McShane: "No, there's a reason you're still here."
Hound: "Yeah, there's a reason: I'm a big fucker and I'm tough to kill."
McShane: "No. A reason: gods aren't done with you yet."
Hound: "I've heard that before. Man was talking about a different god, though."
McShane: "Well, maybe he was right. I don't know much about the gods."
Hound: "You're in the wrong line of work."
McShane: "There's plenty of pious sons of bitches who think they know the word of God or gods. I don't. I don't even know their real names. Maybe it is the Seven. Or maybe it's the Old Gods. Or maybe it's the Lord of Light. Or maybe they're all the same fucking thing. I don't know. What matters, I believe, is that there's something greater than us. And whatever it is, he's got plans for Sandor Clegane."
With the Hound setting off to exact his revenge on the Brotherhood Without Banners outlaws who killed the septon and his followers, I propose that it's time to open the floodgates on crossovers with other HBO shows. Next week, let's see him team up with an Omar-esque vigilante played by Michael Kenneth Williams. The week after that, let's have T.J. Miller turn up as quasi-Erlich Bachman, with the sole purpose to pepper Walder Frey with put-downs while the Hound wields his ax to chop down some more Freys. And who wouldn't want to see Ann Dowd of The Leftovers appear as one of the Silent Sisters?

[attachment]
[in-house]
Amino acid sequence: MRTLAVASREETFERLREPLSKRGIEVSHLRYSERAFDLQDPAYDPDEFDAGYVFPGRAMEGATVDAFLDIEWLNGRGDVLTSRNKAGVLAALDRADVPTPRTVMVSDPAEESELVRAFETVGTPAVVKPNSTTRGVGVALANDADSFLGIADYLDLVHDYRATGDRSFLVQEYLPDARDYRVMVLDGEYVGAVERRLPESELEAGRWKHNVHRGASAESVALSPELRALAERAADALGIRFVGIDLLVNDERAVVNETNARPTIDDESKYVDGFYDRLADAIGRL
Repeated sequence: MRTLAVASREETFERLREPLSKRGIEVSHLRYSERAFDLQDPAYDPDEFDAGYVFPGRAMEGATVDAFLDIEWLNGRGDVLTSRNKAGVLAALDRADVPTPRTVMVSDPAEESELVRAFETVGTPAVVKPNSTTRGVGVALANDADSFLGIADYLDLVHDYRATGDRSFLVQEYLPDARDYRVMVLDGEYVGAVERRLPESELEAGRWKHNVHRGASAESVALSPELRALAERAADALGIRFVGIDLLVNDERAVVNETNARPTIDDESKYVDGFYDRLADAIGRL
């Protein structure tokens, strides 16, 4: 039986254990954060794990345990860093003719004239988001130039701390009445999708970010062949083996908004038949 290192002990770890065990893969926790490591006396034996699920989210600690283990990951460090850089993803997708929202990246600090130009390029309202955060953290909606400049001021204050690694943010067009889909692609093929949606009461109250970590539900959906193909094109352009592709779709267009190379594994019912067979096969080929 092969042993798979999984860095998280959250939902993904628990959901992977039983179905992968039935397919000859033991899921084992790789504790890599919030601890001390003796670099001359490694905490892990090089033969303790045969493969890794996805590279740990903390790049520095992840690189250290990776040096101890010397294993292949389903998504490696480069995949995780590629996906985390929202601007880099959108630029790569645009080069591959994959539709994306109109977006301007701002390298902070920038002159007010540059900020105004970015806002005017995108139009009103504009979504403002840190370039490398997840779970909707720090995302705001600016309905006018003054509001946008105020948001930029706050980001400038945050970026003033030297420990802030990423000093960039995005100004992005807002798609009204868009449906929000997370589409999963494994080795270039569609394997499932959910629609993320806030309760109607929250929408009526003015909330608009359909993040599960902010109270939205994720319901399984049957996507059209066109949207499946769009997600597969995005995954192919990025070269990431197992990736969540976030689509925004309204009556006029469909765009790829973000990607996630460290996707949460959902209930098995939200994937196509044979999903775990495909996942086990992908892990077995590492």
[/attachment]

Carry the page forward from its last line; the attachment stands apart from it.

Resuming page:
For now, I'm happy just to have been able to hear McShane say, "I'm a fucking septon. What was I supposed to say?" And that Cleganebowl still has legs. (Get hype!)